China continues to take a larger piece of Asia’s gaming market.
According to a report research firm SuperData released today, China’s digital game market hit $7.5 billion in revenues already. The country ranks No. 2 in terms of digital sales in Asia, counting for 38 percent of the region’s revenues. Led by MMOs and free-to-play games, the forecast for Asia’s digital games market is to hit nearly $19.6 billion by the end of the year and climb to $21.2 billion by 2016. SuperData predicts that China’s digital game revenues will hit $8.2 by then.
China ranks just under the region’s leader, Japan, which currently holds 45 percent of digital game revenues. The Japanese market has seen $8.82 billion in revenues over the same time period while having only a tenth of China’s population thanks to heavy spending on mobile games. But China’s growth rate is five times that of the region’s average, and it’s set to grow another 8 percent next year, says SuperData.
It won’t be long before China catches up.
“By the end of 2015, Asia’s digital games revenue will reach almost $20 billion, carving out 38 percent of the worldwide market,” said Stephanie Llamas, the lead analyst on Superdata’s Digital Games in Asia 2015 report. “The region’s revenue will increase by just 5 percent this year after enormous growth through 2014, making it key for Western publishers to be increasingly strategic about their entry into the market.”
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Both Microsoft and Sony entered China at the right time for this growth, with both launching its latest game consoles, the Xbox One and PlayStation 4, in the territory earlier this year. To do so, both partnered with Chinese-owned companies to gain access to the country. SuperData says this work should pay off as both are expected to drive growth. Similarly, major players such as King (Candy Crush Saga) and Activision (Call of Duty) have worked out deals with Chinese giant Tencent to gain access on the software side.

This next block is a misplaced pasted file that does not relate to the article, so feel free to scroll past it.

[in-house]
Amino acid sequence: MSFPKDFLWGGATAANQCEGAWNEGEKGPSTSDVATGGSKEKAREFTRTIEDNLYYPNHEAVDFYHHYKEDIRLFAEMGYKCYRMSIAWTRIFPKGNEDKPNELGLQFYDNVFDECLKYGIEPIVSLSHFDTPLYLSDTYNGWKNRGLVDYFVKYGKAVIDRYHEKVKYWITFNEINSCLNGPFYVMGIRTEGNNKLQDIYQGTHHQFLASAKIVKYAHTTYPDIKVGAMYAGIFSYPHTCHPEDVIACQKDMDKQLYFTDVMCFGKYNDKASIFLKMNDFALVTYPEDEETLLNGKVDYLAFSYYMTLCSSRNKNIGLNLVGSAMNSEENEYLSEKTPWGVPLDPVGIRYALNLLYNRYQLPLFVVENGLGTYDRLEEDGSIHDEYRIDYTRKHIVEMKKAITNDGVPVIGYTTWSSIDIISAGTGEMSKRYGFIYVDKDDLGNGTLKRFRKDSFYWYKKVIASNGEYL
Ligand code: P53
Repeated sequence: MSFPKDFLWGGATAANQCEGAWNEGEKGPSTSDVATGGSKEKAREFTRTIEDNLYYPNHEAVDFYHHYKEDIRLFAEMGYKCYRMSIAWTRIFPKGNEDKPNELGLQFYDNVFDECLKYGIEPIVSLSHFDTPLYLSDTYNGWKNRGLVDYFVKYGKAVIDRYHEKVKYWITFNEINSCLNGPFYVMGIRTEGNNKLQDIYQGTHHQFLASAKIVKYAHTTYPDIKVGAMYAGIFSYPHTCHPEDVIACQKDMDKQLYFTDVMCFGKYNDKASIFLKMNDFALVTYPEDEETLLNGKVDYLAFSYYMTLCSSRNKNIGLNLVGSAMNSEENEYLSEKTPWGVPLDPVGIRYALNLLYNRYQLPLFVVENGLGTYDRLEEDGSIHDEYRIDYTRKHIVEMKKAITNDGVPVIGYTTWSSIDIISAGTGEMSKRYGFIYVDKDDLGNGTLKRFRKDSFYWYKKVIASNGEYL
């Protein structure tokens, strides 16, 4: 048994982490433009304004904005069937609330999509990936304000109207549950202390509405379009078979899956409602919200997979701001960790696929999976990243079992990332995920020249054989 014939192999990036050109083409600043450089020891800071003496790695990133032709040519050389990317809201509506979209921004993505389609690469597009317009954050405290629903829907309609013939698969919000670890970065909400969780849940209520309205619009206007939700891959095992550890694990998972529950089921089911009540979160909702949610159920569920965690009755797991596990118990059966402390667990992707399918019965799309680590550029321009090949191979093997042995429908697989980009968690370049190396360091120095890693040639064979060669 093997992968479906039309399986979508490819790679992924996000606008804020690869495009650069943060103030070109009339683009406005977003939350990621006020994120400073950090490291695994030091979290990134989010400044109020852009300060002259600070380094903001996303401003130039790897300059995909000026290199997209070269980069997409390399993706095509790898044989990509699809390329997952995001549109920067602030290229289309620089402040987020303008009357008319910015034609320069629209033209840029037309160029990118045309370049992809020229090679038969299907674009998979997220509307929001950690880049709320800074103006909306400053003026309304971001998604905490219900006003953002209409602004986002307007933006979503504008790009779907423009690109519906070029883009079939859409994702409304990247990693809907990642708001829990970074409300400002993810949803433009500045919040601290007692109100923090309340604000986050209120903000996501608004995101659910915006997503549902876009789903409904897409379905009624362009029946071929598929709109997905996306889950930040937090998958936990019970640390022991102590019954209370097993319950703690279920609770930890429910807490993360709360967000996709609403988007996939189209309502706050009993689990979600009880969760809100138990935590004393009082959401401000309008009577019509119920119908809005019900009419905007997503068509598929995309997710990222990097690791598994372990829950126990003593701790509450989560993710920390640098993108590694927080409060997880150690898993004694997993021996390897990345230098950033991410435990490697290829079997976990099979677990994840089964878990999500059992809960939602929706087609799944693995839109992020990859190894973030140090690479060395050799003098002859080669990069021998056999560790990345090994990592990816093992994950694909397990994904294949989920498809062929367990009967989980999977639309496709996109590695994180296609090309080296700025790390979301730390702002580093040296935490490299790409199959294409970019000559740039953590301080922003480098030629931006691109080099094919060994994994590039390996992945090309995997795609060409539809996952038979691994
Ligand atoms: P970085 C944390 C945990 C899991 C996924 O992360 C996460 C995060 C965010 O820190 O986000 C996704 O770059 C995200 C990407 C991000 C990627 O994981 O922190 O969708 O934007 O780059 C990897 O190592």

But mobile gaming shows the most promise, according to the report. While the U.S. mobile game market is nearing saturation, China’s is still growing, and that’s expected to continue through 2016. SuperData says that the country has 650 million monthly active users and that it’s set to surpass 800 million by next year — which would count for more than twice the U.S. total population.
Averages revenues per paying customer in Asia are the highest in the world, with each gamer spending $32.44. SuperData says that despite conversion rates being among the lowest in the world, the average paying user is 30 percent higher than anywhere else.